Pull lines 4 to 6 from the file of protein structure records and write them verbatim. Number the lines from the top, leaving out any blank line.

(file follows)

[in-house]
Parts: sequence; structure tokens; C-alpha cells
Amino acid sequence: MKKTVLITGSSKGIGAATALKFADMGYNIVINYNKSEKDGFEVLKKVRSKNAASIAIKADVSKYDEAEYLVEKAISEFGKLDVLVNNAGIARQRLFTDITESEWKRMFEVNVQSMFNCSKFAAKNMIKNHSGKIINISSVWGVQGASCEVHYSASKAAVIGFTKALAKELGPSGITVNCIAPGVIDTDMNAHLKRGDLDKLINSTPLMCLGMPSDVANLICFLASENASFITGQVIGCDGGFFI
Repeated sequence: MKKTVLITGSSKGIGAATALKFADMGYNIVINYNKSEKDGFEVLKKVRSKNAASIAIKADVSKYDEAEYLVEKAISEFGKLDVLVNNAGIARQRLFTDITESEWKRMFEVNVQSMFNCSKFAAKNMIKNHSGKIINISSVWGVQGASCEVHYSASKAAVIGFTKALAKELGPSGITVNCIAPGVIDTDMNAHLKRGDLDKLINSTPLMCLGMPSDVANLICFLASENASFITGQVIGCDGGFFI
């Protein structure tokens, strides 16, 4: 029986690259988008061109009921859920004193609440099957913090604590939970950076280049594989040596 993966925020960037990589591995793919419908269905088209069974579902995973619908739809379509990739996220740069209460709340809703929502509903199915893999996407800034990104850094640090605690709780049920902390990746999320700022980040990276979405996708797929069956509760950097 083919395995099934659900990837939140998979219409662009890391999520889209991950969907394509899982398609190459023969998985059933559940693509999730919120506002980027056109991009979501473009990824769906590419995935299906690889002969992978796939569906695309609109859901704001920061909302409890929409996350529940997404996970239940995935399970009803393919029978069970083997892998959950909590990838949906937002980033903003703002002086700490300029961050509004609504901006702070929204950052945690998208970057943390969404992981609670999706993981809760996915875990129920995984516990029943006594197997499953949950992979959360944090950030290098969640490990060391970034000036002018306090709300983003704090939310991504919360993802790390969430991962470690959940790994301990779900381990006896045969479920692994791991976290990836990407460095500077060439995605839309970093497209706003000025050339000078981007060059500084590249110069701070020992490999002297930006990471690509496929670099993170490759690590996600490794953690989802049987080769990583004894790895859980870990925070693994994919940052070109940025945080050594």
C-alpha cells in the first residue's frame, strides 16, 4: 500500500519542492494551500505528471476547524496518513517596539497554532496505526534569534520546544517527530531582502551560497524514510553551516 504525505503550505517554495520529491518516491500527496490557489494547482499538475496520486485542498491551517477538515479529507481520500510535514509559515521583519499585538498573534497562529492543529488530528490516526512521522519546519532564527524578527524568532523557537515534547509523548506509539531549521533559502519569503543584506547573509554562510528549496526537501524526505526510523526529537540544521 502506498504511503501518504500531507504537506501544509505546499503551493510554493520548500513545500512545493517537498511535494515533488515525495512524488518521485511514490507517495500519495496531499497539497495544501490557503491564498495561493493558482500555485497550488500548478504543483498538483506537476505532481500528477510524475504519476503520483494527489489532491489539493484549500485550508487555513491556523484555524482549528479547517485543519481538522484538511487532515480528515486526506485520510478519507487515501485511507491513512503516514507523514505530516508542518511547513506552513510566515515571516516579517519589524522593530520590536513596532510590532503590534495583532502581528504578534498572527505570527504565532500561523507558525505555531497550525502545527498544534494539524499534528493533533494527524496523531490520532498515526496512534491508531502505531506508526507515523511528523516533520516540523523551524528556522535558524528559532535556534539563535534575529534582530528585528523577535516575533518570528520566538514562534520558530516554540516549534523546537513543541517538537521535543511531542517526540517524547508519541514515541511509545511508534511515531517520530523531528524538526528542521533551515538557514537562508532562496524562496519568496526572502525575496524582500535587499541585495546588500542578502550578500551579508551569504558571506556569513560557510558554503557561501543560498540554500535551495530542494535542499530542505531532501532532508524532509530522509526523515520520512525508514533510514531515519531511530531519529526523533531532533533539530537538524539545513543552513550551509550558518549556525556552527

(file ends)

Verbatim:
Repeated sequence: MKKTVLITGSSKGIGAATALKFADMGYNIVINYNKSEKDGFEVLKKVRSKNAASIAIKADVSKYDEAEYLVEKAISEFGKLDVLVNNAGIARQRLFTDITESEWKRMFEVNVQSMFNCSKFAAKNMIKNHSGKIINISSVWGVQGASCEVHYSASKAAVIGFTKALAKELGPSGITVNCIAPGVIDTDMNAHLKRGDLDKLINSTPLMCLGMPSDVANLICFLASENASFITGQVIGCDGGFFI
């Protein structure tokens, strides 16, 4: 029986690259988008061109009921859920004193609440099957913090604590939970950076280049594989040596 993966925020960037990589591995793919419908269905088209069974579902995973619908739809379509990739996220740069209460709340809703929502509903199915893999996407800034990104850094640090605690709780049920902390990746999320700022980040990276979405996708797929069956509760950097 083919395995099934659900990837939140998979219409662009890391999520889209991950969907394509899982398609190459023969998985059933559940693509999730919120506002980027056109991009979501473009990824769906590419995935299906690889002969992978796939569906695309609109859901704001920061909302409890929409996350529940997404996970239940995935399970009803393919029978069970083997892998959950909590990838949906937002980033903003703002002086700490300029961050509004609504901006702070929204950052945690998208970057943390969404992981609670999706993981809760996915875990129920995984516990029943006594197997499953949950992979959360944090950030290098969640490990060391970034000036002018306090709300983003704090939310991504919360993802790390969430991962470690959940790994301990779900381990006896045969479920692994791991976290990836990407460095500077060439995605839309970093497209706003000025050339000078981007060059500084590249110069701070020992490999002297930006990471690509496929670099993170490759690590996600490794953690989802049987080769990583004894790895859980870990925070693994994919940052070109940025945080050594």
C-alpha cells in the first residue's frame, strides 16, 4: 500500500519542492494551500505528471476547524496518513517596539497554532496505526534569534520546544517527530531582502551560497524514510553551516 504525505503550505517554495520529491518516491500527496490557489494547482499538475496520486485542498491551517477538515479529507481520500510535514509559515521583519499585538498573534497562529492543529488530528490516526512521522519546519532564527524578527524568532523557537515534547509523548506509539531549521533559502519569503543584506547573509554562510528549496526537501524526505526510523526529537540544521 502506498504511503501518504500531507504537506501544509505546499503551493510554493520548500513545500512545493517537498511535494515533488515525495512524488518521485511514490507517495500519495496531499497539497495544501490557503491564498495561493493558482500555485497550488500548478504543483498538483506537476505532481500528477510524475504519476503520483494527489489532491489539493484549500485550508487555513491556523484555524482549528479547517485543519481538522484538511487532515480528515486526506485520510478519507487515501485511507491513512503516514507523514505530516508542518511547513506552513510566515515571516516579517519589524522593530520590536513596532510590532503590534495583532502581528504578534498572527505570527504565532500561523507558525505555531497550525502545527498544534494539524499534528493533533494527524496523531490520532498515526496512534491508531502505531506508526507515523511528523516533520516540523523551524528556522535558524528559532535556534539563535534575529534582530528585528523577535516575533518570528520566538514562534520558530516554540516549534523546537513543541517538537521535543511531542517526540517524547508519541514515541511509545511508534511515531517520530523531528524538526528542521533551515538557514537562508532562496524562496519568496526572502525575496524582500535587499541585495546588500542578502550578500551579508551569504558571506556569513560557510558554503557561501543560498540554500535551495530542494535542499530542505531532501532532508524532509530522509526523515520520512525508514533510514531515519531511530531519529526523533531532533533539530537538524539545513543552513550551509550558518549556525556552527